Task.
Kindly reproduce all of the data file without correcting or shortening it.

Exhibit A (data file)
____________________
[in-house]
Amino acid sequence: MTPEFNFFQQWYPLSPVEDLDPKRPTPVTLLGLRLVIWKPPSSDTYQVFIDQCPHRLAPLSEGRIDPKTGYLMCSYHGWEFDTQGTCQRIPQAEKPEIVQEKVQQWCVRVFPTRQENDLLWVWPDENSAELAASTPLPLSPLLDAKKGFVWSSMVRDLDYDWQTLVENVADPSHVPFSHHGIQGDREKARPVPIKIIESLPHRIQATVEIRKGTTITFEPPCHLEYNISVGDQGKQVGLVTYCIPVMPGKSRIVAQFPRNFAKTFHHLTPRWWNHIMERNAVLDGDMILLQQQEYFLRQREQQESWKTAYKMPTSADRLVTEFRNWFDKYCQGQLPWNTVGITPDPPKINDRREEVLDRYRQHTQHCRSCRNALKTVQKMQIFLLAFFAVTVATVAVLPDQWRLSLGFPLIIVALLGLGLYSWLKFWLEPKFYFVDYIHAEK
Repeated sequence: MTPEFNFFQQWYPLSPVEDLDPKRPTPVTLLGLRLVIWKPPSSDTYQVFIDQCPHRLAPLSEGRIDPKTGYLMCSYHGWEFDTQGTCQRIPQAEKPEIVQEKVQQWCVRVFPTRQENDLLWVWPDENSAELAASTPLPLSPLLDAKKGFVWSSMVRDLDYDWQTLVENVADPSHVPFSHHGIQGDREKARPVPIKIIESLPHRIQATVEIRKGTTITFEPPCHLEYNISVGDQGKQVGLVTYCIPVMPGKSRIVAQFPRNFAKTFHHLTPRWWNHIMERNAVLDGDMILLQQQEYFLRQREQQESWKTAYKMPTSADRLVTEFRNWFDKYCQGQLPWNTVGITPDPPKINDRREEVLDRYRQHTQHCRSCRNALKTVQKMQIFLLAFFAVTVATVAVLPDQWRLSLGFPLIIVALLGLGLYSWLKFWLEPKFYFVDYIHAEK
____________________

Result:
[in-house]
Amino acid sequence: MTPEFNFFQQWYPLSPVEDLDPKRPTPVTLLGLRLVIWKPPSSDTYQVFIDQCPHRLAPLSEGRIDPKTGYLMCSYHGWEFDTQGTCQRIPQAEKPEIVQEKVQQWCVRVFPTRQENDLLWVWPDENSAELAASTPLPLSPLLDAKKGFVWSSMVRDLDYDWQTLVENVADPSHVPFSHHGIQGDREKARPVPIKIIESLPHRIQATVEIRKGTTITFEPPCHLEYNISVGDQGKQVGLVTYCIPVMPGKSRIVAQFPRNFAKTFHHLTPRWWNHIMERNAVLDGDMILLQQQEYFLRQREQQESWKTAYKMPTSADRLVTEFRNWFDKYCQGQLPWNTVGITPDPPKINDRREEVLDRYRQHTQHCRSCRNALKTVQKMQIFLLAFFAVTVATVAVLPDQWRLSLGFPLIIVALLGLGLYSWLKFWLEPKFYFVDYIHAEK
Repeated sequence: MTPEFNFFQQWYPLSPVEDLDPKRPTPVTLLGLRLVIWKPPSSDTYQVFIDQCPHRLAPLSEGRIDPKTGYLMCSYHGWEFDTQGTCQRIPQAEKPEIVQEKVQQWCVRVFPTRQENDLLWVWPDENSAELAASTPLPLSPLLDAKKGFVWSSMVRDLDYDWQTLVENVADPSHVPFSHHGIQGDREKARPVPIKIIESLPHRIQATVEIRKGTTITFEPPCHLEYNISVGDQGKQVGLVTYCIPVMPGKSRIVAQFPRNFAKTFHHLTPRWWNHIMERNAVLDGDMILLQQQEYFLRQREQQESWKTAYKMPTSADRLVTEFRNWFDKYCQGQLPWNTVGITPDPPKINDRREEVLDRYRQHTQHCRSCRNALKTVQKMQIFLLAFFAVTVATVAVLPDQWRLSLGFPLIIVALLGLGLYSWLKFWLEPKFYFVDYIHAEK